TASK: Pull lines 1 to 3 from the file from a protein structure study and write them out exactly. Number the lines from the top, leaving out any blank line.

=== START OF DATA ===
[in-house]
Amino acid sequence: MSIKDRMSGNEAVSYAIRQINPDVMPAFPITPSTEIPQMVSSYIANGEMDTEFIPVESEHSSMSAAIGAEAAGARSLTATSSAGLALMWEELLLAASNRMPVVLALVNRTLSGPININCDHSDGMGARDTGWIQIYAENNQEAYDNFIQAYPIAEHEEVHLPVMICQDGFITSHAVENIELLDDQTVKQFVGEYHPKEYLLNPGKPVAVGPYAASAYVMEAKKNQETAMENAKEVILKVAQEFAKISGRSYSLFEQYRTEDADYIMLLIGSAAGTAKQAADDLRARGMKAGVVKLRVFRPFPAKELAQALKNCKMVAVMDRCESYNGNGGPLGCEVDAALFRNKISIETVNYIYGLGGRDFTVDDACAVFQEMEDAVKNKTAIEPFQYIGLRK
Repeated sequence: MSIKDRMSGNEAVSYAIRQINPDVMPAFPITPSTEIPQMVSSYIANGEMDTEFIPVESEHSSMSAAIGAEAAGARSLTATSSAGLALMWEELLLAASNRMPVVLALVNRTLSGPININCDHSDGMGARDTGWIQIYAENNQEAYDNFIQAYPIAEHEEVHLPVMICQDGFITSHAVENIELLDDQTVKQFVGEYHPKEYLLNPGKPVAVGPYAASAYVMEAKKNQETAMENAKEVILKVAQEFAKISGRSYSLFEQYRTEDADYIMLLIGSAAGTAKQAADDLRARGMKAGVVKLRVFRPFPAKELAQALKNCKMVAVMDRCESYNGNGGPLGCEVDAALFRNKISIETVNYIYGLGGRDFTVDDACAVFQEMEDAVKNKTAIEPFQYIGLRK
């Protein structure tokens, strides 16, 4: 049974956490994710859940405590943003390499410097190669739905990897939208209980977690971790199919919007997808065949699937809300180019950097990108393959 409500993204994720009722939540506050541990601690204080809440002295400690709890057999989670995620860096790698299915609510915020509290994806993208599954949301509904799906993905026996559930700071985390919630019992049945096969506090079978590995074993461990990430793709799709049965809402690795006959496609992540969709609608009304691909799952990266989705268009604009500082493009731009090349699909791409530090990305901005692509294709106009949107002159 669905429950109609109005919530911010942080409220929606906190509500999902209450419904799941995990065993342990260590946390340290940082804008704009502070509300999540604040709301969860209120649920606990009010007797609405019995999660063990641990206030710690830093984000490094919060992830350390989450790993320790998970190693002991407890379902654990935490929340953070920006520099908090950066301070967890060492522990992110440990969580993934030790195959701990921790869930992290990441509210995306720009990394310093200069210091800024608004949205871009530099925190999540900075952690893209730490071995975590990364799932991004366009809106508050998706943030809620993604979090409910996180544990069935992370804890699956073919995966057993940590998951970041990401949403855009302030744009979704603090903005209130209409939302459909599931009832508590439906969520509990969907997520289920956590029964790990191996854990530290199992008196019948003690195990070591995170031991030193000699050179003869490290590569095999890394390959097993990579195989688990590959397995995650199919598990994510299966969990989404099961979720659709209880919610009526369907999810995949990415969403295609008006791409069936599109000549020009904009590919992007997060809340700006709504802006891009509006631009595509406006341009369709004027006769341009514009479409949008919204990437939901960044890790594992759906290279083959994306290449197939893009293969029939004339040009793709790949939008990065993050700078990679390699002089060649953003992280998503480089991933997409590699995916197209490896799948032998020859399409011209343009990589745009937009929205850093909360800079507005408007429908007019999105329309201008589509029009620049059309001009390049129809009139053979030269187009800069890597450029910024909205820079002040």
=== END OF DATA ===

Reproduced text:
[in-house]
Amino acid sequence: MSIKDRMSGNEAVSYAIRQINPDVMPAFPITPSTEIPQMVSSYIANGEMDTEFIPVESEHSSMSAAIGAEAAGARSLTATSSAGLALMWEELLLAASNRMPVVLALVNRTLSGPININCDHSDGMGARDTGWIQIYAENNQEAYDNFIQAYPIAEHEEVHLPVMICQDGFITSHAVENIELLDDQTVKQFVGEYHPKEYLLNPGKPVAVGPYAASAYVMEAKKNQETAMENAKEVILKVAQEFAKISGRSYSLFEQYRTEDADYIMLLIGSAAGTAKQAADDLRARGMKAGVVKLRVFRPFPAKELAQALKNCKMVAVMDRCESYNGNGGPLGCEVDAALFRNKISIETVNYIYGLGGRDFTVDDACAVFQEMEDAVKNKTAIEPFQYIGLRK
Repeated sequence: MSIKDRMSGNEAVSYAIRQINPDVMPAFPITPSTEIPQMVSSYIANGEMDTEFIPVESEHSSMSAAIGAEAAGARSLTATSSAGLALMWEELLLAASNRMPVVLALVNRTLSGPININCDHSDGMGARDTGWIQIYAENNQEAYDNFIQAYPIAEHEEVHLPVMICQDGFITSHAVENIELLDDQTVKQFVGEYHPKEYLLNPGKPVAVGPYAASAYVMEAKKNQETAMENAKEVILKVAQEFAKISGRSYSLFEQYRTEDADYIMLLIGSAAGTAKQAADDLRARGMKAGVVKLRVFRPFPAKELAQALKNCKMVAVMDRCESYNGNGGPLGCEVDAALFRNKISIETVNYIYGLGGRDFTVDDACAVFQEMEDAVKNKTAIEPFQYIGLRK